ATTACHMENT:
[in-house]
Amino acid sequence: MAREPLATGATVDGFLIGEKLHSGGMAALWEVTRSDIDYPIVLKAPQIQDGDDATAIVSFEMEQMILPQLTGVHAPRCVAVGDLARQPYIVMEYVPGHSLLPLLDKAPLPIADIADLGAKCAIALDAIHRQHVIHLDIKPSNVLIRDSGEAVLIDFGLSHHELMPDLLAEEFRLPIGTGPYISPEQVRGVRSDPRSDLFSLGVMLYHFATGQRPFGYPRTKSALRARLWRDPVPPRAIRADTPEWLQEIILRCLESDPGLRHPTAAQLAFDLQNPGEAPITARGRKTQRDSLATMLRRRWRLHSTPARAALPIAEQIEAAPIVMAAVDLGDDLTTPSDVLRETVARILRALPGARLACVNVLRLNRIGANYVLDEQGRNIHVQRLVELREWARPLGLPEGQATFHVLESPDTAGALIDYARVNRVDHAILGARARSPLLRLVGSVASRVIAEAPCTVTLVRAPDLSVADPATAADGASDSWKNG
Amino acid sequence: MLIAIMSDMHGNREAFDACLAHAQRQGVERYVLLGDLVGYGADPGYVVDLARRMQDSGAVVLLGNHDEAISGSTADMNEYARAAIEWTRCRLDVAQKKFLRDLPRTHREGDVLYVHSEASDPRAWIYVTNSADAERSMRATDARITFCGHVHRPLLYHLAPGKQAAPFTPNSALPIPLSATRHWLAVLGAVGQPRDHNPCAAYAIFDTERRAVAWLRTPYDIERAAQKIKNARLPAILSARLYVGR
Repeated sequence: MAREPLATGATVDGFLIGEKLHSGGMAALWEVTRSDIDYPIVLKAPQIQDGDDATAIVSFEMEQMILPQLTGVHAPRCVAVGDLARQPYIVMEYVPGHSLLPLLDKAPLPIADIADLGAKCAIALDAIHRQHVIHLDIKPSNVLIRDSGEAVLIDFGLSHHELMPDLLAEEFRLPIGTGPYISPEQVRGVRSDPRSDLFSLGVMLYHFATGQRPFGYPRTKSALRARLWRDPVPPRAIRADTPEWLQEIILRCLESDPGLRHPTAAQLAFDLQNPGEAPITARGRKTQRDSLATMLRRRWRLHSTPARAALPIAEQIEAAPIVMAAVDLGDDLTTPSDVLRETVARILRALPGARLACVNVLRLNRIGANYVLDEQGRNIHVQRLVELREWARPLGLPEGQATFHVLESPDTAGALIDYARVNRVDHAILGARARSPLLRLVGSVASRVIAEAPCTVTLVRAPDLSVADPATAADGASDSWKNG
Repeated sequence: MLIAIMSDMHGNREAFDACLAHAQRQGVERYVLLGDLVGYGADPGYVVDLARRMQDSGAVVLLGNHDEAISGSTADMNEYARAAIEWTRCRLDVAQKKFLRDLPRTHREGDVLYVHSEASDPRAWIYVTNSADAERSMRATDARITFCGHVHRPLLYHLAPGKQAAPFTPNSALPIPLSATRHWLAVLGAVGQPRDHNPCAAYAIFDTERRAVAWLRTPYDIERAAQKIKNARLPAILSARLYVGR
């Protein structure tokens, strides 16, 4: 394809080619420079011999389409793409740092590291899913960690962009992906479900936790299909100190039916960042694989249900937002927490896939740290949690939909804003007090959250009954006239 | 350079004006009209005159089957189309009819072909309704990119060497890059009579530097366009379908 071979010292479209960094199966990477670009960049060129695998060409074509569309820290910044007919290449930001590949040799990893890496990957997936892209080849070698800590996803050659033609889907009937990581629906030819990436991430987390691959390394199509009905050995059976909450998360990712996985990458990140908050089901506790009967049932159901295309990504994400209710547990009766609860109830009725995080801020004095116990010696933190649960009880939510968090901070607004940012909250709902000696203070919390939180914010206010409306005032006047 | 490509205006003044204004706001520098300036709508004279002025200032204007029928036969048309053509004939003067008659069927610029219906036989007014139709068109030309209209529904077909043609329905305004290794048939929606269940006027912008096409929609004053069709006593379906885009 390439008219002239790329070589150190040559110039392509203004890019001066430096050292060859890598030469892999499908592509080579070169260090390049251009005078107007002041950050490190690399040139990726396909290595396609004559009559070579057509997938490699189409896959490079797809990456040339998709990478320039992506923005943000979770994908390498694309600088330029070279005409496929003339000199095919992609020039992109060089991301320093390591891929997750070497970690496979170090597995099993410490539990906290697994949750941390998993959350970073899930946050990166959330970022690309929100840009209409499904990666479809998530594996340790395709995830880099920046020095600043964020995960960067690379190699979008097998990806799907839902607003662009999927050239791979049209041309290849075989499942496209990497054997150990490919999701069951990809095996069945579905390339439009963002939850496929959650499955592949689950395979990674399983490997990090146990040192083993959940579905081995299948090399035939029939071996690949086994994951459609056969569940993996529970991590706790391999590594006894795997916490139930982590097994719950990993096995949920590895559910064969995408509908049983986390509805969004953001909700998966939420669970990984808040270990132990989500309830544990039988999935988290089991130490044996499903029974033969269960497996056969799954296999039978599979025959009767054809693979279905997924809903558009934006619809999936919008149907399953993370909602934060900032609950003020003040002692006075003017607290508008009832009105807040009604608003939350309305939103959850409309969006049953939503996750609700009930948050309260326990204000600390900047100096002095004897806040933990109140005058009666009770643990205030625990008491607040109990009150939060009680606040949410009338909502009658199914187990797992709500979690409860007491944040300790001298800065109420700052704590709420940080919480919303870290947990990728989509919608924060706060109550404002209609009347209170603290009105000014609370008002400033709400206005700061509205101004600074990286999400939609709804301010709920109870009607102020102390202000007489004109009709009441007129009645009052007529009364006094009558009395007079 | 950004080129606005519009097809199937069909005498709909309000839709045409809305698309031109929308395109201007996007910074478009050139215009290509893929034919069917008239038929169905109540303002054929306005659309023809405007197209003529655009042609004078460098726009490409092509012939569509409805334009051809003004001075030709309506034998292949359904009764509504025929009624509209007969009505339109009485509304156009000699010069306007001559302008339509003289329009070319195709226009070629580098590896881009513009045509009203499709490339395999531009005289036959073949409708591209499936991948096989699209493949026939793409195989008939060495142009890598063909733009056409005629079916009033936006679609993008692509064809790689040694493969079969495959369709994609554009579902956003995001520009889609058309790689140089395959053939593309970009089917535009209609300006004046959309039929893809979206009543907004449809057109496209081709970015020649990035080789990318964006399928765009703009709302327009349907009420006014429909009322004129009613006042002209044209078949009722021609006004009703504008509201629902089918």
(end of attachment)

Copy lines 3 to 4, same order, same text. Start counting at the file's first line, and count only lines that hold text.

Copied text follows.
Amino acid sequence: MLIAIMSDMHGNREAFDACLAHAQRQGVERYVLLGDLVGYGADPGYVVDLARRMQDSGAVVLLGNHDEAISGSTADMNEYARAAIEWTRCRLDVAQKKFLRDLPRTHREGDVLYVHSEASDPRAWIYVTNSADAERSMRATDARITFCGHVHRPLLYHLAPGKQAAPFTPNSALPIPLSATRHWLAVLGAVGQPRDHNPCAAYAIFDTERRAVAWLRTPYDIERAAQKIKNARLPAILSARLYVGR
Repeated sequence: MAREPLATGATVDGFLIGEKLHSGGMAALWEVTRSDIDYPIVLKAPQIQDGDDATAIVSFEMEQMILPQLTGVHAPRCVAVGDLARQPYIVMEYVPGHSLLPLLDKAPLPIADIADLGAKCAIALDAIHRQHVIHLDIKPSNVLIRDSGEAVLIDFGLSHHELMPDLLAEEFRLPIGTGPYISPEQVRGVRSDPRSDLFSLGVMLYHFATGQRPFGYPRTKSALRARLWRDPVPPRAIRADTPEWLQEIILRCLESDPGLRHPTAAQLAFDLQNPGEAPITARGRKTQRDSLATMLRRRWRLHSTPARAALPIAEQIEAAPIVMAAVDLGDDLTTPSDVLRETVARILRALPGARLACVNVLRLNRIGANYVLDEQGRNIHVQRLVELREWARPLGLPEGQATFHVLESPDTAGALIDYARVNRVDHAILGARARSPLLRLVGSVASRVIAEAPCTVTLVRAPDLSVADPATAADGASDSWKNG